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regular-article-logo Tuesday, 23 July 2024

ISRO sheds light on Adam's bridge

The structure is also known as Ram Setu and described in the epic Ramayana as a bridge built by the ape army of Ram to help him reach Sri Lanka, the land of Ravana, to win back his wife Sita

G.S. Mudur New Delhi Published 07.07.24, 06:09 AM
(Top) The Adam’s bridge as seen in high-resolution satellite imagery; (below) a 3D-perspective view of the submerged Adam’s bridge as seen in data generated by Isro scientists

(Top) The Adam’s bridge as seen in high-resolution satellite imagery; (below) a 3D-perspective view of the submerged Adam’s bridge as seen in data generated by Isro scientists Sourced by the Telegraph

Scientists with the Indian Space Research Organisation (Isro) have generated the most detailed undersea map yet of Adam’s bridge, confirming the submerged ridge as a “continuity” from Dhanushkodi in India to Talaimannar in Sri Lanka.

The mapping exercise carried out with a US satellite that bounced laser beams off the sea floor has established that 99.98 per cent of the Adam’s bridge — a 29km chain of limestone shoals — is submerged in shallow waters.

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The study “is the first to provide intricate details” about the submerged sections of Adam’s bridge, Giribabu Dandabathula, a scientist with Isro’s National Remote Sensing Centre in Jodhpur regional centre, and his collaborators said describing their findings in the journal Scientific Reports.

An East India Company cartographer had labelled the submerged structure Adam’s bridge. The structure is also known as Ram Setu and described in the epic Ramayana as a bridge built by the ape army of Ram to help him reach Sri Lanka, the land of Ravana, to win back his wife Sita.

Geological evidence suggests that the currently submerged ridge is a former land connection between India and Sri Lanka. Persian navigators in the 9th century AD had described the bridge as Sethu Bandhai, or a bridge over the sea. Temple records from Rameswaram suggest the bridge was above sea level until 1480 when it was destroyed during a cyclone.

Detailed 3-D perspective views of the Adam's bridge as seen in Isro's novel 10m-resolution digital bathymetric data. (top) As seen from the Gulf of Mannar as an observer position; (below) as seen from the Palk Strait as an observer position

Detailed 3-D perspective views of the Adam's bridge as seen in Isro's novel 10m-resolution digital bathymetric data. (top) As seen from the Gulf of Mannar as an observer position; (below) as seen from the Palk Strait as an observer position

Earlier satellite-based observations had revealed the undersea structure but were largely focused on exposed sections of the bridge. The sea in the area is super shallow, only 1-metre to 10-metre deep in places that hindered navigation and any attempts to map the ridge with ships.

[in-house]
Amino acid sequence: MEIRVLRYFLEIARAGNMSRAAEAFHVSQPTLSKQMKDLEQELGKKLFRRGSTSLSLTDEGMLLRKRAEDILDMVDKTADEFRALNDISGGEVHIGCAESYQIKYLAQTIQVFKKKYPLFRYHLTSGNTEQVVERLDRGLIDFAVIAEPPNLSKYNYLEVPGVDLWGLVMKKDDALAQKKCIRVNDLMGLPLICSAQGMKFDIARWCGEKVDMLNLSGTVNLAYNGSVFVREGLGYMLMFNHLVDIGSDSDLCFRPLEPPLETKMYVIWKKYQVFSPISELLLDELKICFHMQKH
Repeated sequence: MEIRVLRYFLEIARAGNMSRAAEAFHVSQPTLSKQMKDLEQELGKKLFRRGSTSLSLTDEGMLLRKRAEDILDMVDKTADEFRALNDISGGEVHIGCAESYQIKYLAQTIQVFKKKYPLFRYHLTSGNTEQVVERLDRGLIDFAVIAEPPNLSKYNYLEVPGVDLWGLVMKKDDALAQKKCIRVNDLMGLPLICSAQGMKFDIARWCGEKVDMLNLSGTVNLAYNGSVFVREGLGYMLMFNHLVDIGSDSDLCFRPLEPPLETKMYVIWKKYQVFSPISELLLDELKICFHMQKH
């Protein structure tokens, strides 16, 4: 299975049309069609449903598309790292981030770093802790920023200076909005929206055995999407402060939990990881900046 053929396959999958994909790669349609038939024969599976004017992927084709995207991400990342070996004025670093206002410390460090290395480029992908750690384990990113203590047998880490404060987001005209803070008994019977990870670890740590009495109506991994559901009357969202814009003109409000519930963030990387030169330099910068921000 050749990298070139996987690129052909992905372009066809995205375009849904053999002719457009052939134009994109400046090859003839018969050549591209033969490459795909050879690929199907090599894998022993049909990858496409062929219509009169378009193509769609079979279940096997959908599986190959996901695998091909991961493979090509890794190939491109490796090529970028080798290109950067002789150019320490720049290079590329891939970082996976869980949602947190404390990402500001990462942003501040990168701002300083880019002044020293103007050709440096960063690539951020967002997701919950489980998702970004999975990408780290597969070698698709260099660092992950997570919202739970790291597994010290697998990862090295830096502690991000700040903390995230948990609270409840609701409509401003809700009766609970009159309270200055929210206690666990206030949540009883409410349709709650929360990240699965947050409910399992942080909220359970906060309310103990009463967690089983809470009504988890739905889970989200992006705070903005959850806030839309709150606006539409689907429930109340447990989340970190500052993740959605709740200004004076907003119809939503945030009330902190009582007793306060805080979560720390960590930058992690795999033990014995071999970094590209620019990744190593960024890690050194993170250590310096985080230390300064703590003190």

For their study, Dandabathula and his colleagues at the NRSA, Hyderabad, used the National Aeronautics and Space Administration’s Ice Cloud and Land Elevation (ICESat)-2 equipped with a laser-borne altimeter to look beneath the water.

The researchers used ICESat-2 data from October 2018 through October 2023 to create a 10-metre resolution map — or sharp enough to capture features the size of a train coach — of the entire length of the submerged ridge.

Their analysis has shown that the ridge along nearly its entire length is about 8 metres above the seabed. But only about 0.02 per cent of the volume is exposed or visible, the rest is submerged.

Limestone emerges from the fossils of marine organisms. As shells and skeletons of marine organisms build up on the ocean floor over millions of years, their layers push down on each other, turning into solid rock.

Their study has also revealed 11 narrow channels, only a few metres across, that allow water to flow, or to be exchanged between the Gulf of Mannar on the southwest side and the Palk Strait on the northeast side of the ridge.

The scientists believe that these narrow channels — or gaps along the axis of the ridge — likely play a key role in protecting or preserving the structure from the ferocity of wave action.

The bridge is continuously exposed to the energy from strong waves from both its sides — the Gulf of Mannar and the Palk Strait.

The summer monsoon currents bring water from the Arabian Sea into the Bay of Bengal during the southwest monsoon, while the winter monsoon currents carry Bay of Bengal waters via the Palk Strait and Adam’s bridge into the Arabian Sea during the northeast monsoon.

The Isro team has said the narrow channels permit the free flow or exchange of water between the Gulf of Mannar and Palk Strait, helping reduce the impact of the waves on the ridge.

“This is a nice scientific paper that describes previously undocumented features of the submerged ridge,” said Mayank Vahia, former professor of astronomy at the Tata Institute of Fundamental Research, Mumbai, who was not associated with the Isro study. “It corroborates the natural, geological origins of the limestone structure.”

Both India and Sri Lanka were once part of an ancient supercontinent called Gondwanaland that separated and drifted northward as an isolated giant island landmass in the Tethys Sea until it crashed into the supercontinent called Laurasia sometime between 35 million and 55 million years ago.

Over millions of years, sea levels have risen and fallen, submerging and exposing the ridge, said Vahia who has independently been studying the history of astronomy and science in ancient civilisations.

The other study co-authors in the Isro paper are Prakash Chauhan, Sushil Kumar Srivastav, Apurba Kumar Bera, Anisha Poonia, Niyati Patidar, Aryan Sharma, Jayant Sharma, Rohit Hari and Koushik Ghosh.

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